The Guardian was commended for Best Financial Services Content Marketing Strategy at The Drum Content Awards 2019 with its ‘Relationship Project’ campaign for TSB. In this case study, The Guardian team reveals the challenges faced and the strategies used to deliver this successful campaign.
TSB have a problem that’s common to all banks: persuading people to switch their current account over to them is a difficult task. Most people presume the hassle of switching won’t be outweighed by the rewards – which means that even if very few of us are happy with our bank’s behaviour, we still don’t ditch them.
In fact, we’d sooner separate from our long-term partner than our bank - most people stay with the same current account for 6-7 years longer than they stay in their romantic relationship. To overcome this fundamental challenge, we had to deliver the salesman’s equivalent of a foot in the door: we needed to build consideration for TSB’s current account as one worth switching for.
The fact that we are more likely to ditch a romantic partner than we are to ditch our bank led us to our creative idea - would you let your partner treat you the way your bank does?!
When we looked at our audience data, we discovered that our readers were 64 times more likely to read relationship content than banking content - at that point, we knew we were on to something.
We created a campaign named ‘The Relationship Project’ - a review of the state of the nation’s relationships and the factors that make us decide to finally pull the plug. And then - in true Guardian style - we launched it on Valentine’s Day.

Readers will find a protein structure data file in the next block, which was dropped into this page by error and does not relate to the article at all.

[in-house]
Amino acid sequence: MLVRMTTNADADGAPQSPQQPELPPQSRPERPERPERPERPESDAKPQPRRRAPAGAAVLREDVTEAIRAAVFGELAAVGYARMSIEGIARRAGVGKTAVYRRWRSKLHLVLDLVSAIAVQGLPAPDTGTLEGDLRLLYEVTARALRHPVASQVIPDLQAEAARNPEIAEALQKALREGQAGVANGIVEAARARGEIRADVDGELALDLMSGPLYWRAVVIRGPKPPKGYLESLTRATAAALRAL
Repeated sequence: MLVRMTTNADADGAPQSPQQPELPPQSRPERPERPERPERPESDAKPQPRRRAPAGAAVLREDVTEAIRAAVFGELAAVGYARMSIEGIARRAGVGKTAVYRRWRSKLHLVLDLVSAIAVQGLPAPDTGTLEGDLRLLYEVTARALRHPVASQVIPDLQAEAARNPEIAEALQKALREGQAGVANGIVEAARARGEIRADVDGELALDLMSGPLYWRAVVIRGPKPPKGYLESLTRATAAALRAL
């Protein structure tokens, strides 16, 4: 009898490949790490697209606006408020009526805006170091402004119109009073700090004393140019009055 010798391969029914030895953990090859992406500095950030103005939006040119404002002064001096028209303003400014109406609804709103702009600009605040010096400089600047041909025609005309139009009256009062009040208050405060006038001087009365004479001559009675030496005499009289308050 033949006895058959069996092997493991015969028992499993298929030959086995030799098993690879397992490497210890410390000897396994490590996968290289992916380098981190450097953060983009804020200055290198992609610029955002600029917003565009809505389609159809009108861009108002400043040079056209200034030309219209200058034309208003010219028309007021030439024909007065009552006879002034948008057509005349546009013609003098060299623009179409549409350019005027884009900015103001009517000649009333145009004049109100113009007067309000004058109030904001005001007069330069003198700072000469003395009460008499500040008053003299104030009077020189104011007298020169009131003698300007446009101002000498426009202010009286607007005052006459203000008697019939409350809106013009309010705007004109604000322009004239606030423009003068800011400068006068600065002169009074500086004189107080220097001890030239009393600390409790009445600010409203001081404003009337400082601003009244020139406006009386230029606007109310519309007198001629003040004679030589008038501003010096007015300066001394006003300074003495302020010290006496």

Pre-launch, we engaged IPSOS/ Mori to conduct a nationwide relationship census asking people how they felt about their banking and how they felt about their banking and romantic relationships. Compiling the data into an interactive content piece, we splashed the results all over the front of the Guardian and provocatively asked the nation: “Could you do better?”
Nudging readers to consider their own moments of truth, we launched a content series named ‘The Final Straw’: a series of short, shareable videos delivered by comedy talent, Mo Gilligan, Shappi Khorsandi and Miles Jupp riffing to camera about the moment they knew they had to break up with their partner. These were published on our website with shared cut downs delivered on The Guardian and TSB’s owned social media channels, with TSB pushing them on Twitter over weekends.
The videos were watched more than 400k times each (exceeding their KPIs by 159%) and had view-through rates of over 65%. This content was backed up with features about breaking up, asking questions such as ‘How many break ups does it take to find The One?’ - which had a huge dwell time of 4 minutes.
After encouraging our readers to re-evaluate their banking relationships, we followed up with easy to understand articles about how simple it can be to make the switch.
The campaign went way beyond every single KPI we were set - but most importantly, our readers were 77% more likely to consider switching to TSB after seeing the content.
Pete Markey, chief marketing officer at TSB, said: “The Relationship Project with its smart insight, robust data, clear and imaginative content and slick media plan was a huge success for TSB.”
This campaign was commended in The Drum Content Awards 2019. If you think you can do better, register your interest in next year's awards.